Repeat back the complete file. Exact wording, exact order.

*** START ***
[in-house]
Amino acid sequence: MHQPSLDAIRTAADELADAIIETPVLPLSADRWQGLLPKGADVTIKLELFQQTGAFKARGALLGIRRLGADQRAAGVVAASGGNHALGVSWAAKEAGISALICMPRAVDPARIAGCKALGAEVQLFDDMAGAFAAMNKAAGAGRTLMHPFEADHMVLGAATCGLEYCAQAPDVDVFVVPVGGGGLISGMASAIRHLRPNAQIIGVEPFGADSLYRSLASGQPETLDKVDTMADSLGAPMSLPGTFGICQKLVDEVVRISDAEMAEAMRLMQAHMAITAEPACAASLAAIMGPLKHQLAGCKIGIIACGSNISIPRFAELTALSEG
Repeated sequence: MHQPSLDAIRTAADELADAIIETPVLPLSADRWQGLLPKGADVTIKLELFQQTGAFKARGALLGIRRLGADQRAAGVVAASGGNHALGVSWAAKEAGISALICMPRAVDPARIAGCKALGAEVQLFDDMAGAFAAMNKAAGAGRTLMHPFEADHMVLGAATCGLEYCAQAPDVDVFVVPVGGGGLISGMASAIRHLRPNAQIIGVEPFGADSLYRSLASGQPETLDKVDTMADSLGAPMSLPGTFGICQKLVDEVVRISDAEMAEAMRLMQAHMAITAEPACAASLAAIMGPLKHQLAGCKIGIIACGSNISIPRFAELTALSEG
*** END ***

[in-house]
Amino acid sequence: MHQPSLDAIRTAADELADAIIETPVLPLSADRWQGLLPKGADVTIKLELFQQTGAFKARGALLGIRRLGADQRAAGVVAASGGNHALGVSWAAKEAGISALICMPRAVDPARIAGCKALGAEVQLFDDMAGAFAAMNKAAGAGRTLMHPFEADHMVLGAATCGLEYCAQAPDVDVFVVPVGGGGLISGMASAIRHLRPNAQIIGVEPFGADSLYRSLASGQPETLDKVDTMADSLGAPMSLPGTFGICQKLVDEVVRISDAEMAEAMRLMQAHMAITAEPACAASLAAIMGPLKHQLAGCKIGIIACGSNISIPRFAELTALSEG
Repeated sequence: MHQPSLDAIRTAADELADAIIETPVLPLSADRWQGLLPKGADVTIKLELFQQTGAFKARGALLGIRRLGADQRAAGVVAASGGNHALGVSWAAKEAGISALICMPRAVDPARIAGCKALGAEVQLFDDMAGAFAAMNKAAGAGRTLMHPFEADHMVLGAATCGLEYCAQAPDVDVFVVPVGGGGLISGMASAIRHLRPNAQIIGVEPFGADSLYRSLASGQPETLDKVDTMADSLGAPMSLPGTFGICQKLVDEVVRISDAEMAEAMRLMQAHMAITAEPACAASLAAIMGPLKHQLAGCKIGIIACGSNISIPRFAELTALSEG